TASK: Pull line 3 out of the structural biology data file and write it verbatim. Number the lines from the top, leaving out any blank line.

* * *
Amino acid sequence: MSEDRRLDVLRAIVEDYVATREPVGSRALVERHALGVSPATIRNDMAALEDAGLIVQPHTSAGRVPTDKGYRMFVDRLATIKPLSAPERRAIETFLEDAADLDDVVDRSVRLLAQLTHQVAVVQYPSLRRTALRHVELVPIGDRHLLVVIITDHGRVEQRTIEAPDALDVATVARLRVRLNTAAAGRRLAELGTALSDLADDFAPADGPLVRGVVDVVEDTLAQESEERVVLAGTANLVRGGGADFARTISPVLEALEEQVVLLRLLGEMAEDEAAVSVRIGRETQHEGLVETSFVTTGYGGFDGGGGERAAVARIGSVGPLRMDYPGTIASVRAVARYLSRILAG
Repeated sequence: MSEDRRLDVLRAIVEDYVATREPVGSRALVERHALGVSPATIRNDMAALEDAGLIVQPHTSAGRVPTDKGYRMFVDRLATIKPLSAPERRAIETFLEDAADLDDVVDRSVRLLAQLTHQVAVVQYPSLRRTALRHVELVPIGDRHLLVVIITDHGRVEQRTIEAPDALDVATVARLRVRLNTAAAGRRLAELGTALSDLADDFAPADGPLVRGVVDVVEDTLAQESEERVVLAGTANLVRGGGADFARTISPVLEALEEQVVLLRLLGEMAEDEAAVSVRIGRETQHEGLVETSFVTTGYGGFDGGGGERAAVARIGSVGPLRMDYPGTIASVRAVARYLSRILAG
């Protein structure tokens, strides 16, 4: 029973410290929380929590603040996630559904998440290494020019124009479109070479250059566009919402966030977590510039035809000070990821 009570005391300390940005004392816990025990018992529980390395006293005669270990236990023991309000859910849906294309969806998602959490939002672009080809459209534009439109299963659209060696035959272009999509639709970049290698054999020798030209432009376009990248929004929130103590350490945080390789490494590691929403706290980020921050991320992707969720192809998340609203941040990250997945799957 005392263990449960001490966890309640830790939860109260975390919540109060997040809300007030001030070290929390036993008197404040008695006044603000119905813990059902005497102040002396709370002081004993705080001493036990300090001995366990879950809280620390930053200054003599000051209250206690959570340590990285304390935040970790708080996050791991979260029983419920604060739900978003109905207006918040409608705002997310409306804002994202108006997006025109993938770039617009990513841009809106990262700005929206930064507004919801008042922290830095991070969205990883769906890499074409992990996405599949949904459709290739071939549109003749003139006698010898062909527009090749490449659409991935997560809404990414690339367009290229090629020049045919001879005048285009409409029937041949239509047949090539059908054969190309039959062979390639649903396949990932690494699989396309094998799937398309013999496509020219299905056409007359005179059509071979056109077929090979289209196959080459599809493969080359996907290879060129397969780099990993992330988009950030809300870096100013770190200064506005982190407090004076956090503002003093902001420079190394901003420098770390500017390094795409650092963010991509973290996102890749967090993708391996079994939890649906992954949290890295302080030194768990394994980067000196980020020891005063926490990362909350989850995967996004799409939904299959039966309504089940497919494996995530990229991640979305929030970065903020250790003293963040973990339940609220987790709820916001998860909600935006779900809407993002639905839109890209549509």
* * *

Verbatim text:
């Protein structure tokens, strides 16, 4: 029973410290929380929590603040996630559904998440290494020019124009479109070479250059566009919402966030977590510039035809000070990821 009570005391300390940005004392816990025990018992529980390395006293005669270990236990023991309000859910849906294309969806998602959490939002672009080809459209534009439109299963659209060696035959272009999509639709970049290698054999020798030209432009376009990248929004929130103590350490945080390789490494590691929403706290980020921050991320992707969720192809998340609203941040990250997945799957 005392263990449960001490966890309640830790939860109260975390919540109060997040809300007030001030070290929390036993008197404040008695006044603000119905813990059902005497102040002396709370002081004993705080001493036990300090001995366990879950809280620390930053200054003599000051209250206690959570340590990285304390935040970790708080996050791991979260029983419920604060739900978003109905207006918040409608705002997310409306804002994202108006997006025109993938770039617009990513841009809106990262700005929206930064507004919801008042922290830095991070969205990883769906890499074409992990996405599949949904459709290739071939549109003749003139006698010898062909527009090749490449659409991935997560809404990414690339367009290229090629020049045919001879005048285009409409029937041949239509047949090539059908054969190309039959062979390639649903396949990932690494699989396309094998799937398309013999496509020219299905056409007359005179059509071979056109077929090979289209196959080459599809493969080359996907290879060129397969780099990993992330988009950030809300870096100013770190200064506005982190407090004076956090503002003093902001420079190394901003420098770390500017390094795409650092963010991509973290996102890749967090993708391996079994939890649906992954949290890295302080030194768990394994980067000196980020020891005063926490990362909350989850995967996004799409939904299959039966309504089940497919494996995530990229991640979305929030970065903020250790003293963040973990339940609220987790709820916001998860909600935006779900809407993002639905839109890209549509």